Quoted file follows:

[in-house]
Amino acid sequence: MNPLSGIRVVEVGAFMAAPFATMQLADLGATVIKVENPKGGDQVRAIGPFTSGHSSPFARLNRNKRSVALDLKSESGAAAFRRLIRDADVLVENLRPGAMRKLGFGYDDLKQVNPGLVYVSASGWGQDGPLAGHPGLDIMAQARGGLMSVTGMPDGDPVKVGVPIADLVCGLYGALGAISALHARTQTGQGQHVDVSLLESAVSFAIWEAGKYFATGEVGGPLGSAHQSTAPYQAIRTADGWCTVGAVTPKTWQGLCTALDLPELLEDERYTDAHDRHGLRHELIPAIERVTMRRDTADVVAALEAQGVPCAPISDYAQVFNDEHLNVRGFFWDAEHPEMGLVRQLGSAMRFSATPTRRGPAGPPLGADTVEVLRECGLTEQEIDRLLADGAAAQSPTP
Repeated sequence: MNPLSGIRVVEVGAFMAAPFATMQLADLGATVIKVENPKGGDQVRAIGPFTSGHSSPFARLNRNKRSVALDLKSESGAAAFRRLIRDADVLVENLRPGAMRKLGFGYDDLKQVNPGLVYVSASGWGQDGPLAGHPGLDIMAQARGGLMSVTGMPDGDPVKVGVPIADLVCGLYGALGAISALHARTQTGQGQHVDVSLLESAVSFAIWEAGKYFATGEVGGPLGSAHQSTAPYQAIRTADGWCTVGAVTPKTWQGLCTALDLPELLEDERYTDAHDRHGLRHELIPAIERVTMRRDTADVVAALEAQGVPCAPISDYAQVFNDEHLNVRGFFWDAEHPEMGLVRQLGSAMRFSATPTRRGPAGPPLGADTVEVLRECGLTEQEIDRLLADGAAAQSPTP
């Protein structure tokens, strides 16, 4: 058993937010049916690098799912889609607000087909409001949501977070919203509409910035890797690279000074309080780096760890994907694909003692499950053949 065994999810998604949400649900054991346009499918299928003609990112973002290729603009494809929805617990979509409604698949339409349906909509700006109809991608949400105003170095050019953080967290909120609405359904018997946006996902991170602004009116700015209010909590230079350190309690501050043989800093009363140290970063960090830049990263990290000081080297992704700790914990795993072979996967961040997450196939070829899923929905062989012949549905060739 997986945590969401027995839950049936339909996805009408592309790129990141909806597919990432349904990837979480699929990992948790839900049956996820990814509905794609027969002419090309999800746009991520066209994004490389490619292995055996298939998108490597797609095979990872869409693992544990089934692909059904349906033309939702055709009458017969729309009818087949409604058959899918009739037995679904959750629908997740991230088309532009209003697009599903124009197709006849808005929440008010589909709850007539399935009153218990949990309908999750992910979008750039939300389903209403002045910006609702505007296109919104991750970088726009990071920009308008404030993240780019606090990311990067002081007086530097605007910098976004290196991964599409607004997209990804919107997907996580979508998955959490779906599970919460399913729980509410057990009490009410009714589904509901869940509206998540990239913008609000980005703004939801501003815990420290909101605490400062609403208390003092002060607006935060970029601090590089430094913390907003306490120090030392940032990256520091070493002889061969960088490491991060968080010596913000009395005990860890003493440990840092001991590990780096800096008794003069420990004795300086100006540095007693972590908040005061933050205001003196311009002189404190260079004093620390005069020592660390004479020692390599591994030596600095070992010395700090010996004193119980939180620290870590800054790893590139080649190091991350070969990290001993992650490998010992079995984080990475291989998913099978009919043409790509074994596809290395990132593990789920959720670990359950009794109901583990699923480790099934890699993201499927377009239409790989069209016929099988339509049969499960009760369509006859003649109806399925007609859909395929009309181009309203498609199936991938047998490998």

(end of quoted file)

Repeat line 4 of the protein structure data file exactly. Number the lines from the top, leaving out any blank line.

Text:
């Protein structure tokens, strides 16, 4: 058993937010049916690098799912889609607000087909409001949501977070919203509409910035890797690279000074309080780096760890994907694909003692499950053949 065994999810998604949400649900054991346009499918299928003609990112973002290729603009494809929805617990979509409604698949339409349906909509700006109809991608949400105003170095050019953080967290909120609405359904018997946006996902991170602004009116700015209010909590230079350190309690501050043989800093009363140290970063960090830049990263990290000081080297992704700790914990795993072979996967961040997450196939070829899923929905062989012949549905060739 997986945590969401027995839950049936339909996805009408592309790129990141909806597919990432349904990837979480699929990992948790839900049956996820990814509905794609027969002419090309999800746009991520066209994004490389490619292995055996298939998108490597797609095979990872869409693992544990089934692909059904349906033309939702055709009458017969729309009818087949409604058959899918009739037995679904959750629908997740991230088309532009209003697009599903124009197709006849808005929440008010589909709850007539399935009153218990949990309908999750992910979008750039939300389903209403002045910006609702505007296109919104991750970088726009990071920009308008404030993240780019606090990311990067002081007086530097605007910098976004290196991964599409607004997209990804919107997907996580979508998955959490779906599970919460399913729980509410057990009490009410009714589904509901869940509206998540990239913008609000980005703004939801501003815990420290909101605490400062609403208390003092002060607006935060970029601090590089430094913390907003306490120090030392940032990256520091070493002889061969960088490491991060968080010596913000009395005990860890003493440990840092001991590990780096800096008794003069420990004795300086100006540095007693972590908040005061933050205001003196311009002189404190260079004093620390005069020592660390004479020692390599591994030596600095070992010395700090010996004193119980939180620290870590800054790893590139080649190091991350070969990290001993992650490998010992079995984080990475291989998913099978009919043409790509074994596809290395990132593990789920959720670990359950009794109901583990699923480790099934890699993201499927377009239409790989069209016929099988339509049969499960009760369509006859003649109806399925007609859909395929009309181009309203498609199936991938047998490998």